An €88m investment will see 1,700 more teachers and special needs assistants employed in schools next year as the Government tries to keep pace with record pupil increases.
While the investment has been welcomed by teachers and schools organisations, they say it will do nothing to reverse previous increases in class sizes or the other cuts of recent austerity budgets.
The increased staffing made the headline feature of Education Minister Jan O’Sullivan’s budget, which sees her department given a non-capital budget of €8.3bn next year, up €60m — or nearly 0.75% — on this year’s allocation.
She said she was pleased to have secured the extra funding from cabinet colleague Brendan Howlin, given the expectation a few months ago that she should cut education spending by more than €30m in 2015.
“The number of children in our schools will rise by 40,000 over the next three years, with about 13,000 of those enrolling in our schools next year,” she told reporters last night.
The staffing increases include 910 extra primary teachers, comprising of 600 classroom teachers to provide for increased enrolments, and 310 resource teachers for children with disabilities. About 470 more teachers than this year will be employed in second-level schools, with more than one third to be hired as resource teachers.
Of 365 additional special needs assistant posts by the end of 2015, the Department of Education expects 145 to be in place by the end of this year.
The Association of Secondary Teachers Ireland (Asti) said the budget does nothing to make up for lost ground over the past five years, and pupil-teacher ratios are now sixth-worst in 31 OECD countries.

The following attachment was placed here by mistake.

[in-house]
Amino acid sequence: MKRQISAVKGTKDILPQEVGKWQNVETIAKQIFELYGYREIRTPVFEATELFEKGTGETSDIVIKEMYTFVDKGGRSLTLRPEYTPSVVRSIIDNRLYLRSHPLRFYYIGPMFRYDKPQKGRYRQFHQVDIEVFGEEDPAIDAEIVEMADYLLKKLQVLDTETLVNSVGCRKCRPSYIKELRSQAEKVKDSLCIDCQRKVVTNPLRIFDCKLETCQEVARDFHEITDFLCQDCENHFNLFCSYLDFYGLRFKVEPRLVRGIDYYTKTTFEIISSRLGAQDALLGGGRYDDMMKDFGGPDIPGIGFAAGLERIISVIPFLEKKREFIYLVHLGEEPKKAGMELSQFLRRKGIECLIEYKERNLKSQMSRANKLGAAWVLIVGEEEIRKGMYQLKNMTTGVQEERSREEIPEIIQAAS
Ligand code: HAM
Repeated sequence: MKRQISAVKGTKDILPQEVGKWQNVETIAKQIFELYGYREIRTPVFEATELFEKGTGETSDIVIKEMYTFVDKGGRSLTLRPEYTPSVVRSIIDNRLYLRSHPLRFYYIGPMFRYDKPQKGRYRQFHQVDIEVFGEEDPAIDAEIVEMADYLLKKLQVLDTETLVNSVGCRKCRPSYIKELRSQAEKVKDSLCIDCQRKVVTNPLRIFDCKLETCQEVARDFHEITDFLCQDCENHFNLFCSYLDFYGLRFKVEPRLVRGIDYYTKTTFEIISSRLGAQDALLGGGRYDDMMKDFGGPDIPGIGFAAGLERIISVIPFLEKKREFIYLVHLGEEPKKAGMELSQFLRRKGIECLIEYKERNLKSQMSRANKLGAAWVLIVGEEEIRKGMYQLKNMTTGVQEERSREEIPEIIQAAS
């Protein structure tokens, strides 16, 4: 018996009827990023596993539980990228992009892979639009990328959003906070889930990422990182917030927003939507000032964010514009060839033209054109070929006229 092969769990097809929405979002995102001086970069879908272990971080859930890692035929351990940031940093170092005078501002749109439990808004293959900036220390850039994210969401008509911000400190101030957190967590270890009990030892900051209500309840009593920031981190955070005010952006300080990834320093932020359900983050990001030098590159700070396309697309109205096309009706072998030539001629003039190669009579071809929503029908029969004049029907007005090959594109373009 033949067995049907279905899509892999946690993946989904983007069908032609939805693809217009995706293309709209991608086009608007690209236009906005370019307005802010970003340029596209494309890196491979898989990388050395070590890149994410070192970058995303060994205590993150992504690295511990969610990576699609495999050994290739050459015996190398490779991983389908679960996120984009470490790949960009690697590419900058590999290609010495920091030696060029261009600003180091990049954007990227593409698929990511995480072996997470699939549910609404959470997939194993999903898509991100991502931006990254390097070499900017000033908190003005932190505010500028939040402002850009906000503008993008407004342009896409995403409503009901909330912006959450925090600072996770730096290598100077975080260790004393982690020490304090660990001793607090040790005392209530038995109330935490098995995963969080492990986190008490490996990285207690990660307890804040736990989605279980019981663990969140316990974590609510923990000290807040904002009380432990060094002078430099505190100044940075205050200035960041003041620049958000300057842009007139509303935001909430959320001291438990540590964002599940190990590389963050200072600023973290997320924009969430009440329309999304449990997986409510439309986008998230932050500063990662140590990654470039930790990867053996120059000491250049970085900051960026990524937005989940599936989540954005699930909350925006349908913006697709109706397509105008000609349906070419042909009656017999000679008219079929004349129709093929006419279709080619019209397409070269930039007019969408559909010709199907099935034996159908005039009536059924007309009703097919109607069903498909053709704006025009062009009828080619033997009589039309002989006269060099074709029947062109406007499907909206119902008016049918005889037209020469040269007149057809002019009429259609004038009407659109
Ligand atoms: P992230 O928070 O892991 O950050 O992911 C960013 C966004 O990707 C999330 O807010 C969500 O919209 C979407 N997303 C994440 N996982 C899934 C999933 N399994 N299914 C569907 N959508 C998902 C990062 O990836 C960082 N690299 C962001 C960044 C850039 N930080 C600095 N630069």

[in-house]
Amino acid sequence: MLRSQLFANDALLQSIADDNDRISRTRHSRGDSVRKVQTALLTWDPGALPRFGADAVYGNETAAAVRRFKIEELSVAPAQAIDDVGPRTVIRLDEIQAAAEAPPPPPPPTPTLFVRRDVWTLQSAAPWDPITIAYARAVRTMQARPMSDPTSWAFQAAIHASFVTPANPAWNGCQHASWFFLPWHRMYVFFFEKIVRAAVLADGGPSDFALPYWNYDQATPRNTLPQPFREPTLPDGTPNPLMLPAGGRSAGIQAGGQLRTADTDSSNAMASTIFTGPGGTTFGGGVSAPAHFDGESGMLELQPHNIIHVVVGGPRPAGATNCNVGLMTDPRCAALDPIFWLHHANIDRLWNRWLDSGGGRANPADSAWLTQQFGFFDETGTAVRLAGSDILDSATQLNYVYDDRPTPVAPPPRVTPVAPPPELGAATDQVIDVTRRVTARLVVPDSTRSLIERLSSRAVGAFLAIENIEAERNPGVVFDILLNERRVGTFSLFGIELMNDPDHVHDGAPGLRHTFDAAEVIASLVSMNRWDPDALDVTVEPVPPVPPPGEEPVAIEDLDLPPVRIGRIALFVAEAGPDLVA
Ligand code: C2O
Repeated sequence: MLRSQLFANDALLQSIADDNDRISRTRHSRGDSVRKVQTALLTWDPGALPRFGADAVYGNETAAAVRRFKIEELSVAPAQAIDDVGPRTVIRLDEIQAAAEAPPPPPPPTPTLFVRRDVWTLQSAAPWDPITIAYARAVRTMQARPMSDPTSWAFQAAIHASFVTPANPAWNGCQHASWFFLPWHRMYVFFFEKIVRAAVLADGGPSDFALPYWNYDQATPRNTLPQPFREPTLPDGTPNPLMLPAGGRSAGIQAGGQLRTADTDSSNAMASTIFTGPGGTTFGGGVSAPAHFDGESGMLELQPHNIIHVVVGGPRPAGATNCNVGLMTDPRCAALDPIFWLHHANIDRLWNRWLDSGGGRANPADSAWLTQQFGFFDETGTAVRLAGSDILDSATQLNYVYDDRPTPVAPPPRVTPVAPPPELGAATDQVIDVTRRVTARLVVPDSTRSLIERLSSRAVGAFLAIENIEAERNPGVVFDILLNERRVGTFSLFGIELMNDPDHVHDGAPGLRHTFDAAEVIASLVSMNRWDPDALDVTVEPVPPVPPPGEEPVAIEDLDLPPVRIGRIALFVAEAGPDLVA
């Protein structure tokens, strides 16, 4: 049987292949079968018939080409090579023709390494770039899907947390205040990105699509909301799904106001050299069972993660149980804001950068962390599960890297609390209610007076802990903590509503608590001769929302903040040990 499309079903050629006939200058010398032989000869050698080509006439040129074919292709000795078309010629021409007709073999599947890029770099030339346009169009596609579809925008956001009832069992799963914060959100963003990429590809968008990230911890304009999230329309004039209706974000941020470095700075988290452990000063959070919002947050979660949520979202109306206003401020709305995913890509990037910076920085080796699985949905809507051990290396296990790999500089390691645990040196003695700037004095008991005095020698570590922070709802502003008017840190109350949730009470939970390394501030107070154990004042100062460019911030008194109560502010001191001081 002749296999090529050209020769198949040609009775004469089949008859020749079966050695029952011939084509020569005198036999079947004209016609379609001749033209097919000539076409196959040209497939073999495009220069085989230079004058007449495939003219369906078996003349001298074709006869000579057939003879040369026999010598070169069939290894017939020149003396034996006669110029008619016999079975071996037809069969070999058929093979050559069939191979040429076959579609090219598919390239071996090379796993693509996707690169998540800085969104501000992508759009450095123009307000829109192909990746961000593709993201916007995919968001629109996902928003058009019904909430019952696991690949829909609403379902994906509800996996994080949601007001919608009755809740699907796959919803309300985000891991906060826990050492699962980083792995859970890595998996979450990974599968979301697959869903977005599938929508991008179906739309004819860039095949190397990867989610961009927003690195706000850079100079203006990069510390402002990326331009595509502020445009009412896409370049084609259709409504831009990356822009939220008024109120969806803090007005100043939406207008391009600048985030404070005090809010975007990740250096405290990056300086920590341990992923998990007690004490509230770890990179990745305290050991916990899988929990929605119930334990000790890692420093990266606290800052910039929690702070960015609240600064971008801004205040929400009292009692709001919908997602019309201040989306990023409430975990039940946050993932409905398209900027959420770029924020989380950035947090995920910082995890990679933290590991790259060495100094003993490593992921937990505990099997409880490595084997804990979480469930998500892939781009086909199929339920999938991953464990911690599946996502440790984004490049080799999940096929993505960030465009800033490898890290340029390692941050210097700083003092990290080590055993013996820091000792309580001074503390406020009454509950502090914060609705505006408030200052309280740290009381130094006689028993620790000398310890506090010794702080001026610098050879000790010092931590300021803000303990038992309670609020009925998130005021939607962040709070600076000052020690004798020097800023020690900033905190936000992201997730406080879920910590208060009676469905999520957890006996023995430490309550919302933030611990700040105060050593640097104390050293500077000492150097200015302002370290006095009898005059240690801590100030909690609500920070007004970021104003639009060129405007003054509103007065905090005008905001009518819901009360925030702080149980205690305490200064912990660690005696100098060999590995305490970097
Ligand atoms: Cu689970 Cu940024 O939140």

“Previously announced cuts, such as the reduced funding to schools and the moratorium on posts of responsibility, will be implemented again next year and will make day-to-day life even more difficult for school communities,” said Asti president Philip Irwin.
Irish National Teachers’ Organisation general secretary Sheila Nunan said the additional posts and anticipated retirement levels would mean significant job opportunities for unemployed teachers. But she criticised the absence of measures to reverse cuts to staffing in small schools over the last three years.
“The failure to tackle overcrowded classes will undermine initiatives in schools, including literacy and numeracy, school self-evaluation, and anti-bullying. Teachers are front line staff in the education sector who will deliver improvement if properly supported and resourced,” she said.
Ms O’Sullivan said she appreciated the difficulties for schools caused by the erosion of middle management through a ban on promotions below principal and deputy principal grade in recent years. She plans to sit down with education partners in the coming year to discuss possible changes.
The National Association of Principals and Deputy Principals, which has repeatedly called for a restoration of middle management posts to second-level schools, said it is anxious to move this agenda forward and to engage with the minister on the matter.
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